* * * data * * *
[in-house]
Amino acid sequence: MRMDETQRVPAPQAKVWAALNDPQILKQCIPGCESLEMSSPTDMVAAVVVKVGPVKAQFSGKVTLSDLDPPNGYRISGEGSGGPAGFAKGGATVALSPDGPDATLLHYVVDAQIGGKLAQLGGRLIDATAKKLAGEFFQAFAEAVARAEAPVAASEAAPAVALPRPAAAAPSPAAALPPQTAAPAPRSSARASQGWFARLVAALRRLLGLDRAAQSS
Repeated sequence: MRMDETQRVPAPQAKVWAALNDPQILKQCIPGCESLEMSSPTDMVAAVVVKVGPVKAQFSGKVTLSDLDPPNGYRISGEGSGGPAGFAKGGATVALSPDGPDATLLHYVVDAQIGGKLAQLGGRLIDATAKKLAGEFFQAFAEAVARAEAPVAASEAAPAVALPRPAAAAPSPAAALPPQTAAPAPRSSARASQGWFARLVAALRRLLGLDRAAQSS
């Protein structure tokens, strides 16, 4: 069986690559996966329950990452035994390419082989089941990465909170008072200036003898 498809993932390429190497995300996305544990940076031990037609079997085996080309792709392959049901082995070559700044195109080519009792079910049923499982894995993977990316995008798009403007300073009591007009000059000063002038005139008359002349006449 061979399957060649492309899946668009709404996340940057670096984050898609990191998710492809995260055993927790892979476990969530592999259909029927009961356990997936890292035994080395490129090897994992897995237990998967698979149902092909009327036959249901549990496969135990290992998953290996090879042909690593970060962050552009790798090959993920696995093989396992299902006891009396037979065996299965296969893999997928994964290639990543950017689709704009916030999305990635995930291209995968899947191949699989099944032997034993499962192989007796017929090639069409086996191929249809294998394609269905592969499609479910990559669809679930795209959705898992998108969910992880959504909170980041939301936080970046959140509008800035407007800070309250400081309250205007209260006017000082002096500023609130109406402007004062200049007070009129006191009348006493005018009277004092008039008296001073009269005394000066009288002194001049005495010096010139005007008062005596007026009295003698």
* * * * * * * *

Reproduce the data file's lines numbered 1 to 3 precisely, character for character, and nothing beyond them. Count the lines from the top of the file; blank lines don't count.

[in-house]
Amino acid sequence: MRMDETQRVPAPQAKVWAALNDPQILKQCIPGCESLEMSSPTDMVAAVVVKVGPVKAQFSGKVTLSDLDPPNGYRISGEGSGGPAGFAKGGATVALSPDGPDATLLHYVVDAQIGGKLAQLGGRLIDATAKKLAGEFFQAFAEAVARAEAPVAASEAAPAVALPRPAAAAPSPAAALPPQTAAPAPRSSARASQGWFARLVAALRRLLGLDRAAQSS
Repeated sequence: MRMDETQRVPAPQAKVWAALNDPQILKQCIPGCESLEMSSPTDMVAAVVVKVGPVKAQFSGKVTLSDLDPPNGYRISGEGSGGPAGFAKGGATVALSPDGPDATLLHYVVDAQIGGKLAQLGGRLIDATAKKLAGEFFQAFAEAVARAEAPVAASEAAPAVALPRPAAAAPSPAAALPPQTAAPAPRSSARASQGWFARLVAALRRLLGLDRAAQSS